The cable stay span of the new bridge is growing steadily towards Brooklyn in the shot above. To me, it looks like it’s going to be connected to the Brooklyn side ramp fairly soon.

– photo by Mitch Waxman

A close up on the ramp, and you can see the itty bitty construction guys at work right on the edge.

– photo by Mitch Waxman

Same perspective, but wide angle. That’s the Newtown Creek flowing below, and we are looking west towards Manhattan. Again, notice the height differential between the two spans.

– photo by Mitch Waxman

Looking south again, this time from Maspeth’s 43rd street. The contractors have a lot of their equipment and prefabricated materials staged out here.

– photo by Mitch Waxman

Back on 43rd street, but this time from the very edge of the project site, looking south along the spine of the BQE.

There you are.

Upcoming Events and Tours

Sunday, August 14th, 11:00 p.m. – 1:00 p.m. –
Calvary Cemetery Walking Tour,
with Atlas Obscura. Click here for more details.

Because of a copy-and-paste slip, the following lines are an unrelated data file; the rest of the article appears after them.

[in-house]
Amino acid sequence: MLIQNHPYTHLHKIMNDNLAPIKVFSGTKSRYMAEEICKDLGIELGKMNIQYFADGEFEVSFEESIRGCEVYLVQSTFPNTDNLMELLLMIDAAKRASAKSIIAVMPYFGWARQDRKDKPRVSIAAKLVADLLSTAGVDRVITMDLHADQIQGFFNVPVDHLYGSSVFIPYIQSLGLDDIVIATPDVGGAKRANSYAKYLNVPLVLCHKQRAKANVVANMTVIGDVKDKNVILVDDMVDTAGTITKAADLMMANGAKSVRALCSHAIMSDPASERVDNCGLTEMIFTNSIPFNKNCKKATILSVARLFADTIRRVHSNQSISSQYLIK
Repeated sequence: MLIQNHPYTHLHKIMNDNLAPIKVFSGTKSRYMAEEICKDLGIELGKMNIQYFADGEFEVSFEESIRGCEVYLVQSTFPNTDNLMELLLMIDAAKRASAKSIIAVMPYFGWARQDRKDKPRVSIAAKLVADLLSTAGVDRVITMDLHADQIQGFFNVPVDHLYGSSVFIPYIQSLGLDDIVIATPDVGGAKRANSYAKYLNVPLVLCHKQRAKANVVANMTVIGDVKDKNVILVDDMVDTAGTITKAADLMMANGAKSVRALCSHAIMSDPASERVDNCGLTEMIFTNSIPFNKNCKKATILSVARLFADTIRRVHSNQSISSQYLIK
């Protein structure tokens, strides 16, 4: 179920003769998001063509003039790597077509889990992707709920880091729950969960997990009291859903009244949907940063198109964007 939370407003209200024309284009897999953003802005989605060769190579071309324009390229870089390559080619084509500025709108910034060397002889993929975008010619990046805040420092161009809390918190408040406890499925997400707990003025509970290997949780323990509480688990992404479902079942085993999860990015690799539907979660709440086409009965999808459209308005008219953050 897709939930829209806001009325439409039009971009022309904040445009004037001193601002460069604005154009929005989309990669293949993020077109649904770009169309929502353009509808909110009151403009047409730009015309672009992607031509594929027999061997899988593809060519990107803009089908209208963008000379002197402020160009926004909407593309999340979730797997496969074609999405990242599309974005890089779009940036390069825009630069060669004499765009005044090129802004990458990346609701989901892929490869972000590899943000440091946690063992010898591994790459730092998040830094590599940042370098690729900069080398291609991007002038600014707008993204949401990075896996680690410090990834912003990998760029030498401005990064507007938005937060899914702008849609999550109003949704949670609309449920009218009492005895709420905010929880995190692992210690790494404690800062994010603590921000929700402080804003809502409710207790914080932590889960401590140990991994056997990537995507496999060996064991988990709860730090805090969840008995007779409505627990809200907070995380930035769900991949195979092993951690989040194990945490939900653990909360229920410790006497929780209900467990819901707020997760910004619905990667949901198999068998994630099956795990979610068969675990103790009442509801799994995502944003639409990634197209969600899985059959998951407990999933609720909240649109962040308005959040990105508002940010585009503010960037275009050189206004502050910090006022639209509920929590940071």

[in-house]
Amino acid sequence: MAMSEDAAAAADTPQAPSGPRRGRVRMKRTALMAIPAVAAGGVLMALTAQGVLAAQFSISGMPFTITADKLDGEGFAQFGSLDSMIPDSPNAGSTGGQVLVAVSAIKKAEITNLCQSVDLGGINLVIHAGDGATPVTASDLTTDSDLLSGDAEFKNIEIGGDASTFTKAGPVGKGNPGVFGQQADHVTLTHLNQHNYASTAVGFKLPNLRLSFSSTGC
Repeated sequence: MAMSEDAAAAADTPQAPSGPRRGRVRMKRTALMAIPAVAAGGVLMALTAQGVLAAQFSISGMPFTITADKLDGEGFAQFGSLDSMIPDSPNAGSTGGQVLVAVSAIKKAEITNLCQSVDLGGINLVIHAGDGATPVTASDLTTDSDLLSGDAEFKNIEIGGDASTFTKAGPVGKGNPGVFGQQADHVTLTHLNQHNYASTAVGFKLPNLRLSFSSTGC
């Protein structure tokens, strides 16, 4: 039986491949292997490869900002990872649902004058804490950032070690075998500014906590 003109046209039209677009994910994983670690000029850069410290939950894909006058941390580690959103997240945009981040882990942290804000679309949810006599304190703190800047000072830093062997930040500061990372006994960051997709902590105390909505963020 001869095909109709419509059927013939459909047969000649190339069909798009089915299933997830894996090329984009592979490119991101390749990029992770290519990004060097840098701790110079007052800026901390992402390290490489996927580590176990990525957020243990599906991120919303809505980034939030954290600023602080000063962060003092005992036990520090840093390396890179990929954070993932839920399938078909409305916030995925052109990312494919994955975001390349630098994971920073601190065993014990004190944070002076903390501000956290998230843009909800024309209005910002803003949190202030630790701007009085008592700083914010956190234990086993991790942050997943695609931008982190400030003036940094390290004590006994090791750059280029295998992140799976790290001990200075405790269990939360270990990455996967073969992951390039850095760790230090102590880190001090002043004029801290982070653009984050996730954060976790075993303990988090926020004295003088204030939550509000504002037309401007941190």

Sunday, August 21, 11:00 a.m. – 1:00 p.m. –
Poison Cauldron Walking Tour,
with Atlas Obscura. Click here for more details.

Wednesday, August 24, 6:00 p.m. – 8:00 p.m. –
Port Newark Boat Tour,
with Working Harbor Committee. Click here for more details.

“follow” me on Twitter- @newtownpentacle

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10 Responses

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  1. Thanks for the photos. The work does appear to be proceeding on pace; I may actually see the finished product in my lifetime. As I am old enough to remember the time when you could actually walk across this bridge – on either side incidentally – I look forward to retracing my steps when the new pedestrian walk opens.